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Report: NCAA agrees to settlement in House v. NCAA

Former college athletes are due for a payday after the NCAA Board of Governors voted to agree to settle House v. NCAA and other antitrust cases related to it, ESPN reported today.

With the NCAA’s board agreeing to the terms of the settlement, former college athletes are one step closer to getting over $2.7 billion in back damages over the next decade because of previous restrictions on Name, Image and Likeness (NIL) deals.

Future athletes would also benefit, as the Big 12, Atlantic Coast Conference and Big Ten — three of the defendants in the case — are hoping to put a system in place that would give schools the power to pay them about $20 million per year in permissive revenue sharing.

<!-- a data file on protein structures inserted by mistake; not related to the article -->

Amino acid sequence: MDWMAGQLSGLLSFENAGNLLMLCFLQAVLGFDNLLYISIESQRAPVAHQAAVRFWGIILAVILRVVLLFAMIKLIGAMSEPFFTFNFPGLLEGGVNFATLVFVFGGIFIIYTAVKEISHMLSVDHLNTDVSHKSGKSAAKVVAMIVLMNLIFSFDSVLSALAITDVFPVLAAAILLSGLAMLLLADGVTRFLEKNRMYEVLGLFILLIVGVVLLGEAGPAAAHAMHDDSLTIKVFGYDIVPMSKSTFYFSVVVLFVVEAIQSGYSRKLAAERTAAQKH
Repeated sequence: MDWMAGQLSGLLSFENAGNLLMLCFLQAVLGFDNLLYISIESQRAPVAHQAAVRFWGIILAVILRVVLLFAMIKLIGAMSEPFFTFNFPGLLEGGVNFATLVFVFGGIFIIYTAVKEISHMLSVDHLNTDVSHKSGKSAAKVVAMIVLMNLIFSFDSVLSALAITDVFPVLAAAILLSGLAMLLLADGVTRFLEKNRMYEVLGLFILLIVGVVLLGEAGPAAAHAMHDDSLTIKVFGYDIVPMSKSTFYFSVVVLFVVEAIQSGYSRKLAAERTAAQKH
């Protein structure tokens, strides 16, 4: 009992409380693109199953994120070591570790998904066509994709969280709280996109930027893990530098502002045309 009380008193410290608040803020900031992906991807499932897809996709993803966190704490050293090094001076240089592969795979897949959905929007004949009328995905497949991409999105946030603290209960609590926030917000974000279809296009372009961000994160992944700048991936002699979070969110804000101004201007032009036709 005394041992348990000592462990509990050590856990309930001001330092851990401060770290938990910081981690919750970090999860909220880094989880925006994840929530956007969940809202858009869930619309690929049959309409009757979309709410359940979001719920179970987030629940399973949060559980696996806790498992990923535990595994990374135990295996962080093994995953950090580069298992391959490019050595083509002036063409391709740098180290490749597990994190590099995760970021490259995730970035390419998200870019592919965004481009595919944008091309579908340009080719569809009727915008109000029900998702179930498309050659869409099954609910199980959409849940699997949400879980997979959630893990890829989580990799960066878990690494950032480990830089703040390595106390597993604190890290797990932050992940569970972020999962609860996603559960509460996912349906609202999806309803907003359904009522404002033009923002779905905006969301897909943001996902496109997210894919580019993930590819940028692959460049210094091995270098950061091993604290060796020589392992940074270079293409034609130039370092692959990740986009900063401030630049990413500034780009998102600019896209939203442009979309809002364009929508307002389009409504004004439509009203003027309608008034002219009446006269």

Such payments wouldn’t start until fall of 2025.

The ACC and Big 12 had already accepted the terms of the settlement, doing so on Tuesday. The Big Ten joined in today, and now the Southeastern Conference and Pac-12 just need to submit their approval.

Both the SEC and Pac-12 are expected to approve the terms later this week, per ESPN’s report.

It is expected that a settlement will officially be reached, and if that were the case, the schools and the NCAA would avoid going to court, where they could have had to pay over $4 billion in damages if they lost.

Per ESPN’s report, the plaintiffs in the case could also dismiss two other antitrust cases against the NCAA that are currently pending and could possibly add billions of dollars in damages to the association’s plate.

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